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Madison Children’s Museum earns high honor

Wisconsin State Journal

SAMARA KALK DERBY

Madison Children’s Museum has received what some call the “Oscar” for museums.

The museum announced Tuesday that it was awarded the 2011 National Medal for Museum and Library Service.

The award, given by the Institute of Museum and Library Services, is the first such award given to any Wisconsin museum. The institute chooses five U.S. museums and five U.S. libraries each year.

“We have received a lot of awards at Madison Children’s Museum and all of them are important, but this one is especially meaningful because it speaks to the heart of our mission, which is service,” said Ruth Shelly, the museum’s executive director.

The award will be presented to museum representatives next year in Washington, D.C. It comes with a $10,000 prize, which the museum will use to support its Access for Everyone program that allows anyone the opportunity to visit the museum regardless of economic, physical or other barriers.

Admission is free between 5 and 8 p.m. on the first Wednesday of the month. And the museum offers reduced fees for anyone on public assistance, including unemployment, food stamps, foster care, or the Women, Infants and Children Nutrition Program (WIC).

“Anyone who comes to the front desk and can’t afford to pay the full price may pay $1,” said museum spokeswoman Amy Mertz.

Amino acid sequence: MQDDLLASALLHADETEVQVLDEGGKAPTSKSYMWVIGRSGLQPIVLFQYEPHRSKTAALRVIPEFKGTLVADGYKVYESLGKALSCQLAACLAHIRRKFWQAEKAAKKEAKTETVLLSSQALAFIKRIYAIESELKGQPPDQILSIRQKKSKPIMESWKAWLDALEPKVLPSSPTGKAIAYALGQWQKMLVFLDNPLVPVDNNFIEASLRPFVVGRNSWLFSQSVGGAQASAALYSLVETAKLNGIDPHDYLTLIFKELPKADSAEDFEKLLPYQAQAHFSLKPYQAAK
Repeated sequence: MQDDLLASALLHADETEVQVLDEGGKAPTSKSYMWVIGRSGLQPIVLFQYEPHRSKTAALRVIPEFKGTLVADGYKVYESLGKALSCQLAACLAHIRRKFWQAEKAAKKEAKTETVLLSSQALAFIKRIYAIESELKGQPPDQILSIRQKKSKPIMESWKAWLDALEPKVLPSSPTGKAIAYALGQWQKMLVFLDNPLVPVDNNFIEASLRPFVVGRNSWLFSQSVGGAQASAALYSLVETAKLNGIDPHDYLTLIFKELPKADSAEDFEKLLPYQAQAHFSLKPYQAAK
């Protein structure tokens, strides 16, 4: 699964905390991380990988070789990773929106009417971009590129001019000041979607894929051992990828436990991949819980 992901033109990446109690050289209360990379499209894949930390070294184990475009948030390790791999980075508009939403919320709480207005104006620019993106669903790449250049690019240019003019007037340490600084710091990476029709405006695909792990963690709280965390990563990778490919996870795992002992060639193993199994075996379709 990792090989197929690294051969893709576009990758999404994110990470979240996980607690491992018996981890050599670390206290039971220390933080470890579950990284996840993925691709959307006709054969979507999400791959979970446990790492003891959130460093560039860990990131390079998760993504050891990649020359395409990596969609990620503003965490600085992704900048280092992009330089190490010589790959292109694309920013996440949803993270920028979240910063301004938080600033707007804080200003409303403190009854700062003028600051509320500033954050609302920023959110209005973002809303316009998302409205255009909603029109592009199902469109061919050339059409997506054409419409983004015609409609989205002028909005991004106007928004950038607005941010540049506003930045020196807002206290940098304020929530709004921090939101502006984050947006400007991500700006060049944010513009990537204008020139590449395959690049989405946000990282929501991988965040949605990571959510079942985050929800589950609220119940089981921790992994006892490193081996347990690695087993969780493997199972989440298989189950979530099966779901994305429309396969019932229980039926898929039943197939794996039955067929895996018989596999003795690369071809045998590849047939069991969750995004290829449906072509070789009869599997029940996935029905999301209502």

Those on public assistance qualify for the museum’s Family Access membership, which starts at $8 and offers unlimited admission for a year.

The National Medal is the nation’s highest honor for museums and libraries awarded for extraordinary civic, educational, economic, environmental and social contributions. Recipients must demonstrate innovative approaches to public service and community outreach.

The museum has been a presence in the city since 1980. It moved into its new building, 100 N. Hamilton St. on the Capitol Square, in August 2010.

It draws about 300 visitors on an average weekday, and between 600 and 1,000 on a weekend day, said Mertz.

More than 32,000 people out of the 284,000 who came through the museum’s doors in its first year at its new location utilized the Access for Everyone program, funded with donations, grants and awards like this one.

The nonprofit museum also provides intergenerational programs for older adults with memory loss and is working to expand learning opportunities for children with disabilities.

“Madison Children’s Museum makes a difference in people’s lives. And this wonderful national recognition confirms that,” Shelly said. “As we look forward, an award of this magnitude just spurs us on to do even bigger and better things in the community that our new building will help make possible.”

The Institute of Museum and Library Services is the primary source of federal funding for museums and libraries. The National Medal for Museum and Library Service was created to highlight the vital role these institutions play in American society.

IMLS spokeswoman Mamie Bittner called Madison Children’s Museum a model for the rest of the country.

“They are fantastic,” she said. “This honor they have won is like the Academy Awards for museum and library services, so the community should be quite proud.”

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